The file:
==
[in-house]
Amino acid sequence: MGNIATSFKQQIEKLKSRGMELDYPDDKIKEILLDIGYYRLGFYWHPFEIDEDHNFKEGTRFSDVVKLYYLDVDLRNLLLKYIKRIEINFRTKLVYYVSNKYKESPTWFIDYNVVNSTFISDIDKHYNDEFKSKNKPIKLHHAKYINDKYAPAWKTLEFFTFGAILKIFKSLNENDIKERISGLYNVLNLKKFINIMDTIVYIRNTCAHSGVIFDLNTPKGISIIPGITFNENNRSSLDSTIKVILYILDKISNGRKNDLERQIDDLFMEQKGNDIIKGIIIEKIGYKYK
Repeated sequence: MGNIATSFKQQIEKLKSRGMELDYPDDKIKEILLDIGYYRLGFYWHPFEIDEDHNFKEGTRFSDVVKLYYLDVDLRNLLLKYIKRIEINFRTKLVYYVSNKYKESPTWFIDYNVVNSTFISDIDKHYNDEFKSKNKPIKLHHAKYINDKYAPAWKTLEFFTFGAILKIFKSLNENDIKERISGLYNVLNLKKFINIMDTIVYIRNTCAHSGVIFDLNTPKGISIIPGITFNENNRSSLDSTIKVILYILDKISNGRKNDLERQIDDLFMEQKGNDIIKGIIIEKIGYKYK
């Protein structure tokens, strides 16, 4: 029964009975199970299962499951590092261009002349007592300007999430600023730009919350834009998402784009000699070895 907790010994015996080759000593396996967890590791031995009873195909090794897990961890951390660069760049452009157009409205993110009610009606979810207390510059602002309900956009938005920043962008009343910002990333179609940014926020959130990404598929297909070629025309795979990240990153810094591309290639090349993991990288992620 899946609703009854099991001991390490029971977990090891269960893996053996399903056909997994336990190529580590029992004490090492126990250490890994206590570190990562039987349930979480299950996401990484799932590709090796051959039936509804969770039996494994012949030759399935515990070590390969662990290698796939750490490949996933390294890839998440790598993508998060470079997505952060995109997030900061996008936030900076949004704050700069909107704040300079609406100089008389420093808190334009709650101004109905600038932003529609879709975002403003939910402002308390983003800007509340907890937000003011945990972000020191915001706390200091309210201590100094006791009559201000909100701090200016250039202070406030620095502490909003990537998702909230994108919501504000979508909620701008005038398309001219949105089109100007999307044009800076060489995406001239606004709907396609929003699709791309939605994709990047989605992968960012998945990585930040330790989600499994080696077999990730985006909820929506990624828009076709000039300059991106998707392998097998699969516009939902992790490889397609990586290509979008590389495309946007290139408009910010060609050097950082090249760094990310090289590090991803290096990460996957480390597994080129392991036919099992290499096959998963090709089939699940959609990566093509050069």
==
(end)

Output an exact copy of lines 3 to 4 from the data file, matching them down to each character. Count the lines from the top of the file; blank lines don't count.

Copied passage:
Repeated sequence: MGNIATSFKQQIEKLKSRGMELDYPDDKIKEILLDIGYYRLGFYWHPFEIDEDHNFKEGTRFSDVVKLYYLDVDLRNLLLKYIKRIEINFRTKLVYYVSNKYKESPTWFIDYNVVNSTFISDIDKHYNDEFKSKNKPIKLHHAKYINDKYAPAWKTLEFFTFGAILKIFKSLNENDIKERISGLYNVLNLKKFINIMDTIVYIRNTCAHSGVIFDLNTPKGISIIPGITFNENNRSSLDSTIKVILYILDKISNGRKNDLERQIDDLFMEQKGNDIIKGIIIEKIGYKYK
């Protein structure tokens, strides 16, 4: 029964009975199970299962499951590092261009002349007592300007999430600023730009919350834009998402784009000699070895 907790010994015996080759000593396996967890590791031995009873195909090794897990961890951390660069760049452009157009409205993110009610009606979810207390510059602002309900956009938005920043962008009343910002990333179609940014926020959130990404598929297909070629025309795979990240990153810094591309290639090349993991990288992620 899946609703009854099991001991390490029971977990090891269960893996053996399903056909997994336990190529580590029992004490090492126990250490890994206590570190990562039987349930979480299950996401990484799932590709090796051959039936509804969770039996494994012949030759399935515990070590390969662990290698796939750490490949996933390294890839998440790598993508998060470079997505952060995109997030900061996008936030900076949004704050700069909107704040300079609406100089008389420093808190334009709650101004109905600038932003529609879709975002403003939910402002308390983003800007509340907890937000003011945990972000020191915001706390200091309210201590100094006791009559201000909100701090200016250039202070406030620095502490909003990537998702909230994108919501504000979508909620701008005038398309001219949105089109100007999307044009800076060489995406001239606004709907396609929003699709791309939605994709990047989605992968960012998945990585930040330790989600499994080696077999990730985006909820929506990624828009076709000039300059991106998707392998097998699969516009939902992790490889397609990586290509979008590389495309946007290139408009910010060609050097950082090249760094990310090289590090991803290096990460996957480390597994080129392991036919099992290499096959998963090709089939699940959609990566093509050069």